The ‘60s were a time for self-expression, rejection of the establishment, and a departure from tradition. The Space Race, the Civil Rights movement, and Vietnam War protests dominated the headlines while the rise of mod style, hippie culture, pop art, and psychedelia pushed the boundaries of acceptable social norms. As a result, vibrant colors and exploratory shapes and materials made their way into homes. Both Art Deco and Art Nouveau re-emerged, with geometric patterns and free flowing forms seen in equal measure. The most pervasive theme of the decade was futuristic, space age design, with elements of organic motifs thrown into the mix.





Moon Large Pendant by Verpan (1960)


Moon is one of the earliest light fixtures designed by the prolific and highly influential Danish visionary, Verner Panton. A masterful example of avant-garde futurism, Moon both looks and acts the part of a space age furnishing. Moon’s concentric reflective shades can move to expose, conceal, or partially obscure the central bulb – the shape of the fixture and the quality of its light can wax and wane, just like its namesake.



Vintage Anglepoise magainze ad, 1960s
SHOP LIGHTOLIER
Vintage Lightolier magazine ad, 1960s
SHOP ANGLEPOISE



Splugen Brau Suspension by Flos (1961)


Mastering the art of space age, futuristic minimalism, the Castiglioni brothers originally designed this pendant for Milan’s Splugen Brau brewhouse and restaurant in 1961. Flos put this icon of Italian mid-century design into production in 1964. The highly polished spun aluminum reflector is protected by a layer of glossy, transparent paint that enhances the fluidity of it ripple-like design.





Blom Table Lamp by FontanaArte


Though it’s not technically from the ‘60s, Andreas Engesvik’s Blom table lamp for FontanaArte looks like it’s straight from the set of a Stanley Kubrick film. Bright, bold, floral – it’s the veritable flower child of the lighting world, despite its birth in 2013. Clean, Scandinavian lines and a wide color palette of green, red and yellow make the Blom a far out statement piece that looks just as groovy off as it does turned on.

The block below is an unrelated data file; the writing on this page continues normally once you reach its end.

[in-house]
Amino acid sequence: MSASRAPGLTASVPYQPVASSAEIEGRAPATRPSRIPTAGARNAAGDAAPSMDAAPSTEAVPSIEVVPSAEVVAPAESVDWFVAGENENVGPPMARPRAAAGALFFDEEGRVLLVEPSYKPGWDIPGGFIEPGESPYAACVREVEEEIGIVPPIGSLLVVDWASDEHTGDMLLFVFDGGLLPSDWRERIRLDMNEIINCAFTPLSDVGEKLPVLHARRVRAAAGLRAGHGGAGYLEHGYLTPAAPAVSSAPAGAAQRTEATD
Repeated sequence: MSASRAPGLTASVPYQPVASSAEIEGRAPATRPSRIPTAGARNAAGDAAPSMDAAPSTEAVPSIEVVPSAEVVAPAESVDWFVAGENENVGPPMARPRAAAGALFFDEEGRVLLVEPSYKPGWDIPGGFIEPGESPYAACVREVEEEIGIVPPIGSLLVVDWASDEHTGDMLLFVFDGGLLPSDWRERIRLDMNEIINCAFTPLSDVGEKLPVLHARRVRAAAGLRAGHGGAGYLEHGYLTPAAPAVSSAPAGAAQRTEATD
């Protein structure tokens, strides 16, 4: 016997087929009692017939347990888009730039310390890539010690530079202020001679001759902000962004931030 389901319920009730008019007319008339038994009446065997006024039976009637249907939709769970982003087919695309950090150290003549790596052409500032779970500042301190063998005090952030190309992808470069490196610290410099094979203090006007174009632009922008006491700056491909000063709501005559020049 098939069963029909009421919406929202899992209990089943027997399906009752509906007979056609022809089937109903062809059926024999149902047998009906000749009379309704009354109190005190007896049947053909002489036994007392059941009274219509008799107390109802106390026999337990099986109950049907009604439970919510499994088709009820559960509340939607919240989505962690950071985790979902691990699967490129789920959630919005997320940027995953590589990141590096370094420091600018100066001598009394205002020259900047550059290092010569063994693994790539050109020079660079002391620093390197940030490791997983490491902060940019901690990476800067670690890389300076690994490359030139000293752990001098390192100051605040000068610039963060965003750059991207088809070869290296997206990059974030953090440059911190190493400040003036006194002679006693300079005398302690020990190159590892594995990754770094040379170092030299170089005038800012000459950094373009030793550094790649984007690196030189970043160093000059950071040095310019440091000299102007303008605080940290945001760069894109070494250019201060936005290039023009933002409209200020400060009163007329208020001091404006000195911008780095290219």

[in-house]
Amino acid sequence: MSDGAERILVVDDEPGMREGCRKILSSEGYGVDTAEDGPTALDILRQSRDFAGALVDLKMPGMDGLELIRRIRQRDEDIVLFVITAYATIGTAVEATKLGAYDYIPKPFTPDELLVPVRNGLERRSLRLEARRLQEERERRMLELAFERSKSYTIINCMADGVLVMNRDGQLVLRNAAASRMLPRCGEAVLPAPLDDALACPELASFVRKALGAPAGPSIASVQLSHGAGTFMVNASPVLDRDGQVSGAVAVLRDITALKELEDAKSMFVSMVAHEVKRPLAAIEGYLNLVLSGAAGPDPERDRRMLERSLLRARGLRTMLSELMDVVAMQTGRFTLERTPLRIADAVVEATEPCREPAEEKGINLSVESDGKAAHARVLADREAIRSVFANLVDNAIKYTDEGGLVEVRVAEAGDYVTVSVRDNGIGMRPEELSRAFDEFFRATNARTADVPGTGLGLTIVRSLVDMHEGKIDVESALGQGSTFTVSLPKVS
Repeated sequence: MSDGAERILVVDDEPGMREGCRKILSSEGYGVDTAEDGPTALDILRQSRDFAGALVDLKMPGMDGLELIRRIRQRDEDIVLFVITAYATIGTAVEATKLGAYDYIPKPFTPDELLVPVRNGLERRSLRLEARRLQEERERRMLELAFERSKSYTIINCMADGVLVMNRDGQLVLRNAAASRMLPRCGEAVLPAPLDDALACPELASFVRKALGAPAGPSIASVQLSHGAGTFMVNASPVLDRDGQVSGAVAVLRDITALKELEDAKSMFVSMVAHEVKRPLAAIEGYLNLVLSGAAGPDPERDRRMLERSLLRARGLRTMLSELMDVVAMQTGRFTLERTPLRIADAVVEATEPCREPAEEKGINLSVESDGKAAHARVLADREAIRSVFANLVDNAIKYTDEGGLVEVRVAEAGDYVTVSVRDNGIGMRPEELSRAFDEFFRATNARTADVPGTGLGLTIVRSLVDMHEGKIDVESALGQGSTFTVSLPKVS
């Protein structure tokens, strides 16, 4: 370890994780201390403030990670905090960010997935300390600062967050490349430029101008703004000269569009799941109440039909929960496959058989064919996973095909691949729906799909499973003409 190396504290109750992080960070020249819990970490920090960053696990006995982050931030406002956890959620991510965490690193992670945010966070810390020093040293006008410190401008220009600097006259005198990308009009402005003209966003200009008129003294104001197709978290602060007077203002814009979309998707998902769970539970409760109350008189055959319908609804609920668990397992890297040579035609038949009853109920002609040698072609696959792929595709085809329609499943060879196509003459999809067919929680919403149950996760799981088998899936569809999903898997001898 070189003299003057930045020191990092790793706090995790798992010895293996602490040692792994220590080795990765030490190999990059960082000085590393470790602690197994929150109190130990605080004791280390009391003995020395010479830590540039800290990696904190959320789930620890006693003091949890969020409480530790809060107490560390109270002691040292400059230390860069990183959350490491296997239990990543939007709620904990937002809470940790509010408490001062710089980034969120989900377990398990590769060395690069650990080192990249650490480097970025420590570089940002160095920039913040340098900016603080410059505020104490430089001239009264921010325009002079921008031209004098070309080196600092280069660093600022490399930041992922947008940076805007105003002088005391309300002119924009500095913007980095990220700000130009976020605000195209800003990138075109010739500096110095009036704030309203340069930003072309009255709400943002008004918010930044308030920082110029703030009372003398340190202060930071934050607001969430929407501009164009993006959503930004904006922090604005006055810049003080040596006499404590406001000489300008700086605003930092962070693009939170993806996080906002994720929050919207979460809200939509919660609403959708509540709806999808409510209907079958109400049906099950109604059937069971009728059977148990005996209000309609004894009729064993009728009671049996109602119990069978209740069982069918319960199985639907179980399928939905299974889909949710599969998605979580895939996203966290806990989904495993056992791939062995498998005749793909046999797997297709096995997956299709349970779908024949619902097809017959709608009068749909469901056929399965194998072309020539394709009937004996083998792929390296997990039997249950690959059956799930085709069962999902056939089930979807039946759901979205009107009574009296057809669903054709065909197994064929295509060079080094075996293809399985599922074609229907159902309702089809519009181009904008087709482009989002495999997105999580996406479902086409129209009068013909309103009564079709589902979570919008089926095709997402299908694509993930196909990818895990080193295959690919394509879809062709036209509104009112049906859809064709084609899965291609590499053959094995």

Fun 1D Pendant by Verpan (1964)


Another Verner Panton creation, Fun captures the playful and exploratory spirit of design in the 1960s. Panton’s experimental creations were a dramatic deviation from the prevailing minimalism of his Scandinavian contemporaries, a departure that mirrored the ongoing US shift from sober modernism towards colorful self-expression. The original metal pendant evokes space age design, while the capiz shell versions offer organic, earthy style reminiscent of bohemian beaded curtains.





Eclisse by Artemide (1966)


The Eclisse table lamp is perhaps the most famous of all lamps from the 1960s and one of the most significant industrial design products of the 20th century. Designed by Vico Magistretti for Artemide in 1966, the Eclisse is on permanent display at museums around the world and still sells today. Shown here in a flamboyant orange, the lamp also demonstrates the decade’s fondness for color and flair.



Vintage Artemide ad, 1960s
SHOP ARTEMIDE
The George Nelson Bubble Lamp surged in popularity in the ‘60s
SHOP GEORGE NELSON



Spun Light Table Lamp by Flos


Designed in 2003 by Sebastian Wrong, the Spun Light T Table Lamp is a studied throwback to 1960s style. Free flowing curves and shapes were incredibly popular in the ‘60s, inspired by Eero Saarinen’s seminal “Pedestal” furniture series (1956). Although Spun’s metal frame and diffuser would more likely have been made of plastic in the ‘60s, its dynamic fluid aesthetic and simple elegance would have been right at home.





Lotus Chandelier by Roost (in style of 1960s French)


The design for this lotus flower chandelier dates to the 1960s. The decade saw a return to the organic, floral motifs of Art Nouveau, which morphed into the flowing forms of psychedelia. Here, the floral design is more elegant and reserved than the brash, colorful, Pop Art-like style that dominated the decade. The Lotus Pendant’s timeless appeal makes it an incredibly popular fixture to this day.


We also recommend these items

by Louis Poulsen
$1,008
by Louis Poulsen
$1,164
by Louis Poulsen
$492
by Innermost
$270 - $374
by Delightfull
$2,286
by Artemide
$235
by Flos Lighting
$2,595 - $2,995
by Nelson Bubble Lamps
$395 - $595
by Flos Lighting
$695
by Verpan
$1,060
by Verpan
$1,280 - $1,400